5 Non-Negotiable Stretches For Runners:

You come back from a run, you’re hot, tired and thirsty. The last thing you want to do is to get into a long stretch routine. But before you reach for that post run snack just spend 5 – 10 minutes working through the routine below to aid your recovery and to help set you up for your next session.

Not only does stretching increase flexibility but it also releases muscle tension after a workout. As well as the physiological benefits there are also psychological benefits. Your stretch routine is a moment of calm before you get on with the rest of your day. An opportunity for you to reflect on what you have just achieved during your training and to mentally prepare for what lies ahead.

These are my top 5 lower body stretches. Each position stretches out a key muscle used while running. Hold each stretch for 20-30 seconds and then swap sides. Remember to control your breathing. Nice deep breaths in and out. Every time you exhale try to increase the stretch that little bit further.

Hamstrings

Hamstrings assist with the bending of knees when running. Having tight hamstrings can restrict flexibility and range of motion.

Two options – depending if you have a resistance band at your disposal

Option 1:

  • Grab a resistance band or mini band
  • Place it around the ball of your left foot
  • Use your hands to pull your foot up to the sky and to hold it in place
  • Hold the stretch for 20-30 seconds before swapping sides

Option 2:

  • If you don’t have access to a resistance band you can still achieve the same results by using a doorframe 
  • Place the leg you want to stretch up the side of doorframe
  • Your other leg lies flat on the floor between the doorframe
  • The closer your bum is to the frame the more the intense the stretch will be
  • Hold the stretch for 20-30 seconds before swapping sides

Glutes

The glutes (muscles in your bum) are the big powerhouse of muscles when it comes to running and play a key role in stabilizing the hips.  There are three glute muscles and they all come into action while running. These muscles can easily stiffen up after a long run.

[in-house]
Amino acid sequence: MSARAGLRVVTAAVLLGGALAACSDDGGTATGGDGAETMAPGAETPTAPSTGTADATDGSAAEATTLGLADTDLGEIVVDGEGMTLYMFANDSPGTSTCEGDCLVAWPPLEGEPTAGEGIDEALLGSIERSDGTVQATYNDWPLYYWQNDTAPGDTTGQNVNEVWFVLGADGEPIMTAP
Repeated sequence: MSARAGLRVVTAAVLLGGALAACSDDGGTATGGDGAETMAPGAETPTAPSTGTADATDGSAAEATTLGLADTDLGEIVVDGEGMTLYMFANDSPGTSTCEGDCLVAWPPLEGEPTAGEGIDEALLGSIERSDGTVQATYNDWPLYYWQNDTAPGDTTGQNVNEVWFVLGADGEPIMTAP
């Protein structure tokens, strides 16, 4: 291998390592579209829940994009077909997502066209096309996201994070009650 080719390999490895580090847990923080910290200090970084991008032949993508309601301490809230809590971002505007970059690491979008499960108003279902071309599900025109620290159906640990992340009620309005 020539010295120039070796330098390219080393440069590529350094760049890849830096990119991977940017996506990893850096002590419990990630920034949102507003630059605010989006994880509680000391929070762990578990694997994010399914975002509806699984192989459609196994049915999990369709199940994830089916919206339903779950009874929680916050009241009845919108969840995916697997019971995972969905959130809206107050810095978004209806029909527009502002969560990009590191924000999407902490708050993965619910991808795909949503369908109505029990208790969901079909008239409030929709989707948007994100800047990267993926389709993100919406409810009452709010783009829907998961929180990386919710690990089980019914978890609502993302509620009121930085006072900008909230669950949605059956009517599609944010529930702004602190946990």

There are many glute stretches but this is one of my favourite and you can feel it every single time.

  • Lie on your back with your knees bent up towards the sky
  • Place your right ankle over your left knee
  • Grab hold of your left ankle with your right hand
  • Grab hold of your right ankle with your left hand 
  • To feel a deeper stretch, really pull your ankles into your body
  • Hold the stretch for 20-30 seconds before swapping sides

Quadriceps

Quads are a fundamental muscle used in running and are there to support the knees.  If the quad muscles are tight it may lead to misalignment of hips and back, which in turn could cause severe back pain.  The quicker the quad muscles recovery the better your next runs will be.

Two options – depending if you have a resistance band at your disposal

Option 1:

  • Start off in tall kneeling position
  • Lift your left knee up so your left foot is flat on the ground
  • Grab hold of your right food and bring your heel into your bum to feel the stretch down the front of your leg  
  • Hold the stretch for 20-30 seconds before swapping sides

Option 2:

  • Lie face down on the floor 
  • Place a long resistance band around your left foot keeping hold of the other end in your hands 
  • Use the band to pull your foot towards you keeping your toes pointed up to the sky 
  • Hold the stretch for 20-30 seconds before swapping sides

Calves

Calf muscles ensure that you extend and flex your feet as you land and push off from the ground.  Ensuring they are stretched correctly will help prevent injuries such as shin splints.

  • Stand with both your feet facing a wall 
  • Place your hands on the wall
  • Step your right foot backwards
  • Ensuring both your heels stay on the ground and bend your left knee forward
  • You should feel the stretch in your right calf 
  • Hold the stretch for 20-30 seconds before swapping sides

Hip Flexors

Hip flexors connect the top leg bone (femur) to the lower back, hips and groin. When tight, hip flexors, cause your pelvis to tilt back, forcing your torso to tilt forward.  This is not an ideal posture for running or even for walking.  A lot of time sitting down will lead to shortened and tightened hip flexors.  Without regular stretching it could lead to knee and lower back pain.  Stretching the hip flexor muscles to keep them long will dramatically help with your posture.

  • Start in a high plank position, with your hands flat on the floor and your arms fully extended 
  • Slide your left knee forwards and towards your left hand
  • Place your left foot behind your right hand 
  • You can either hold the stretch here, lower yourself down onto your elbows or fully extend your arms and lower your chest to the floor 
  • Ensure that your hips stay flat at all times and square with the floor
  • Hold the stretch for 20-30 seconds before swapping sides

This whole routine shouldn’t take any longer than 10 minutes. If you make time for it after your next training session, I guarantee your recovery rate will increase and your following sessions will be a lot more enjoyable.

Let me know how you get on…

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